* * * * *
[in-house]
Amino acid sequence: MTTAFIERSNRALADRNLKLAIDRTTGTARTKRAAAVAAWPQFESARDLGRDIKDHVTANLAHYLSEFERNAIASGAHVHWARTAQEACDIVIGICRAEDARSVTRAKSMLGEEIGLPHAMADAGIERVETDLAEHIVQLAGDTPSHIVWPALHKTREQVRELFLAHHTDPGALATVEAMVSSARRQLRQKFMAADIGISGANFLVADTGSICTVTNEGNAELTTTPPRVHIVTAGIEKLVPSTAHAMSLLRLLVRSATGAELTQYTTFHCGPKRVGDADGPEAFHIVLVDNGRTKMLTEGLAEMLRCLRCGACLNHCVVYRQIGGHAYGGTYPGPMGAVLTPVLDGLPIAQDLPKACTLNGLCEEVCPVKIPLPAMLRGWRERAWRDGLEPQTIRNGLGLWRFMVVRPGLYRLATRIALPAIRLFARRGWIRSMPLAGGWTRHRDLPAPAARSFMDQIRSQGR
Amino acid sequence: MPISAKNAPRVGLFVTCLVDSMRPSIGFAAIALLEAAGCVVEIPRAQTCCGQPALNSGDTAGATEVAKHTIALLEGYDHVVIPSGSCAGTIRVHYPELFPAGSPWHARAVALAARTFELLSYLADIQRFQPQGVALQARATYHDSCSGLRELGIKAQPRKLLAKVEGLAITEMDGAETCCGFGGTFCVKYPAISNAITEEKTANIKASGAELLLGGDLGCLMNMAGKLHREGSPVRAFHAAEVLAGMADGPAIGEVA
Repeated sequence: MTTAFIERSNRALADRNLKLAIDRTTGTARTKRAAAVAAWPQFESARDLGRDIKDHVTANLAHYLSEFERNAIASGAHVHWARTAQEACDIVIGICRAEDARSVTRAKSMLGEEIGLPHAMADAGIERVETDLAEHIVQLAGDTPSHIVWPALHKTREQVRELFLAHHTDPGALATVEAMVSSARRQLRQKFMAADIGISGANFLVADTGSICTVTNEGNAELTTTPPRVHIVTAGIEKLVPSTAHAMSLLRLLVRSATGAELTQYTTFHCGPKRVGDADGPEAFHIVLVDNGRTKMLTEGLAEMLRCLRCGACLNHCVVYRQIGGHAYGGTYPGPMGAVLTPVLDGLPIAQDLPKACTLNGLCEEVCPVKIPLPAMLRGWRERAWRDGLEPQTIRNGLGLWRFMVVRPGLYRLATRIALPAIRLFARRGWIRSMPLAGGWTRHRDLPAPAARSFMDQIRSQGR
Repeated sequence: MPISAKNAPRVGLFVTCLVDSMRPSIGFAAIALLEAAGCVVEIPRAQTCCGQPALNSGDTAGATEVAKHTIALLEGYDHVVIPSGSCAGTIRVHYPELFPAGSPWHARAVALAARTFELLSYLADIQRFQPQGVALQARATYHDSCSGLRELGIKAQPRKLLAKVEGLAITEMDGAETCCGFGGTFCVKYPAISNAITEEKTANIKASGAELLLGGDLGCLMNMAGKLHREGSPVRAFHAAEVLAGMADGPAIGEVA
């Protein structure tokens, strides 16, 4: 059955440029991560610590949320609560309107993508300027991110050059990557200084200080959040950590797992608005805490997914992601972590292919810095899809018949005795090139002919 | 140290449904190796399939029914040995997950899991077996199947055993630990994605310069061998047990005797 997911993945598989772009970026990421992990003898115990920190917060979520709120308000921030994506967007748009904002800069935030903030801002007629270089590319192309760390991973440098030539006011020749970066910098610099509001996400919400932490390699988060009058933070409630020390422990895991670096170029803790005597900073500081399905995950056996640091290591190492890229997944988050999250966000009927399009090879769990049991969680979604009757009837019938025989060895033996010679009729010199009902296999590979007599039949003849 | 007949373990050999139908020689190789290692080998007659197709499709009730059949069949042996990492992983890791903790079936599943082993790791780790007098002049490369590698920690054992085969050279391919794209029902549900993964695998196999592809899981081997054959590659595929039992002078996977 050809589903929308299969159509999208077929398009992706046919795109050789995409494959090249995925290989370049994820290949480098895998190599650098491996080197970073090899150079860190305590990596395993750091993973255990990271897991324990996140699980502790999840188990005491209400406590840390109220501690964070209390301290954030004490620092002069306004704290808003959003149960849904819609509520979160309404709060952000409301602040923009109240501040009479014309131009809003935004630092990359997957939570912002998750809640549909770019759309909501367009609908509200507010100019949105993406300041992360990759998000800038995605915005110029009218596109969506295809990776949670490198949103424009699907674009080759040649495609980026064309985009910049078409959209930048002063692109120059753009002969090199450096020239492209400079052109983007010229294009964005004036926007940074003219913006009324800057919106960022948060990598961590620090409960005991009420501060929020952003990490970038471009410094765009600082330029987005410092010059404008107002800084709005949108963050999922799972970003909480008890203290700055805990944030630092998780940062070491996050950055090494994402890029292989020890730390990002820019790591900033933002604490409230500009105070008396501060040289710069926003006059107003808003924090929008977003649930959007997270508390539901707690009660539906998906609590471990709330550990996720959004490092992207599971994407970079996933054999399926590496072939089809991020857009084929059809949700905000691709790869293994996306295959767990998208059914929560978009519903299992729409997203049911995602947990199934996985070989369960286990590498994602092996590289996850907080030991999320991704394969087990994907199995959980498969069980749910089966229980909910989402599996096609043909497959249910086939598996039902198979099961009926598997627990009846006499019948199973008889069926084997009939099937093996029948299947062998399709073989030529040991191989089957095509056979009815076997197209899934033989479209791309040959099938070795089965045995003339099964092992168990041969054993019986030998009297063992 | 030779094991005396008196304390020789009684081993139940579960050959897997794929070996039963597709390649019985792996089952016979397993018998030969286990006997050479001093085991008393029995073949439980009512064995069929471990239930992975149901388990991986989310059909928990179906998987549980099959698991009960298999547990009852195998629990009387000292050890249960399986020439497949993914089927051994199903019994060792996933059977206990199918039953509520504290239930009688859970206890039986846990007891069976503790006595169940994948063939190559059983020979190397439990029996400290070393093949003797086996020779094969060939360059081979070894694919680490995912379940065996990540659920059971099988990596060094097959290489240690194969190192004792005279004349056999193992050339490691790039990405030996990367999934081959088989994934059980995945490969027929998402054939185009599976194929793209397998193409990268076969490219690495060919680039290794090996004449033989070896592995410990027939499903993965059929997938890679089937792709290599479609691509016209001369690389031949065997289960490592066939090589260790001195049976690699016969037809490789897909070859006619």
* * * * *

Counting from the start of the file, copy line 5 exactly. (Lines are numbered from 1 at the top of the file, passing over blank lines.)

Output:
Repeated sequence: MPISAKNAPRVGLFVTCLVDSMRPSIGFAAIALLEAAGCVVEIPRAQTCCGQPALNSGDTAGATEVAKHTIALLEGYDHVVIPSGSCAGTIRVHYPELFPAGSPWHARAVALAARTFELLSYLADIQRFQPQGVALQARATYHDSCSGLRELGIKAQPRKLLAKVEGLAITEMDGAETCCGFGGTFCVKYPAISNAITEEKTANIKASGAELLLGGDLGCLMNMAGKLHREGSPVRAFHAAEVLAGMADGPAIGEVA